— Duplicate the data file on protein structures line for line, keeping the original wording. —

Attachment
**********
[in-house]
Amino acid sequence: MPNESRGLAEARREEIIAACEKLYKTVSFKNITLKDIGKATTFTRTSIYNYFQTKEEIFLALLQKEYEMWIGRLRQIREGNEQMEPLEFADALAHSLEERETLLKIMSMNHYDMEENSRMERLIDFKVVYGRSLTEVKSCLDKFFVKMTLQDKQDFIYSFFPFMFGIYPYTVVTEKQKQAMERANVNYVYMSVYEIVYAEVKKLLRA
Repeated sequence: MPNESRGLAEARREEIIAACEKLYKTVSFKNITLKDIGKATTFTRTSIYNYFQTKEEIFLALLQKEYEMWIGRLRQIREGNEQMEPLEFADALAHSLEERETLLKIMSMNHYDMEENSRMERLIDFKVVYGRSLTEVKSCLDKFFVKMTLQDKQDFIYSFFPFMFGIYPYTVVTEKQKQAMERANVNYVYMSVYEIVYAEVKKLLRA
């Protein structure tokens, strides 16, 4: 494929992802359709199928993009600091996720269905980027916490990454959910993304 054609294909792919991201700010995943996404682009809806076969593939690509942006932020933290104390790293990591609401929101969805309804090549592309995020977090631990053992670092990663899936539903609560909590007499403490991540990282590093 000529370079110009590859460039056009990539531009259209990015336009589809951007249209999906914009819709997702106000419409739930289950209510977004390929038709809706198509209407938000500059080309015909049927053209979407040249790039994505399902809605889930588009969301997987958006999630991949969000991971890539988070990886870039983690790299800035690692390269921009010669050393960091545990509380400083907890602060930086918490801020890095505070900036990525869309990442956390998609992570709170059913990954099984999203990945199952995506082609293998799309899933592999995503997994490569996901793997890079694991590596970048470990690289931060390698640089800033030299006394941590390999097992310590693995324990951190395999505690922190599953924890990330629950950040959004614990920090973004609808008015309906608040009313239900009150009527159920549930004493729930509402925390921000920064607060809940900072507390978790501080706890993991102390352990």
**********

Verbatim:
[in-house]
Amino acid sequence: MPNESRGLAEARREEIIAACEKLYKTVSFKNITLKDIGKATTFTRTSIYNYFQTKEEIFLALLQKEYEMWIGRLRQIREGNEQMEPLEFADALAHSLEERETLLKIMSMNHYDMEENSRMERLIDFKVVYGRSLTEVKSCLDKFFVKMTLQDKQDFIYSFFPFMFGIYPYTVVTEKQKQAMERANVNYVYMSVYEIVYAEVKKLLRA
Repeated sequence: MPNESRGLAEARREEIIAACEKLYKTVSFKNITLKDIGKATTFTRTSIYNYFQTKEEIFLALLQKEYEMWIGRLRQIREGNEQMEPLEFADALAHSLEERETLLKIMSMNHYDMEENSRMERLIDFKVVYGRSLTEVKSCLDKFFVKMTLQDKQDFIYSFFPFMFGIYPYTVVTEKQKQAMERANVNYVYMSVYEIVYAEVKKLLRA
């Protein structure tokens, strides 16, 4: 494929992802359709199928993009600091996720269905980027916490990454959910993304 054609294909792919991201700010995943996404682009809806076969593939690509942006932020933290104390790293990591609401929101969805309804090549592309995020977090631990053992670092990663899936539903609560909590007499403490991540990282590093 000529370079110009590859460039056009990539531009259209990015336009589809951007249209999906914009819709997702106000419409739930289950209510977004390929038709809706198509209407938000500059080309015909049927053209979407040249790039994505399902809605889930588009969301997987958006999630991949969000991971890539988070990886870039983690790299800035690692390269921009010669050393960091545990509380400083907890602060930086918490801020890095505070900036990525869309990442956390998609992570709170059913990954099984999203990945199952995506082609293998799309899933592999995503997994490569996901793997890079694991590596970048470990690289931060390698640089800033030299006394941590390999097992310590693995324990951190395999505690922190599953924890990330629950950040959004614990920090973004609808008015309906608040009313239900009150009527159920549930004493729930509402925390921000920064607060809940900072507390978790501080706890993991102390352990």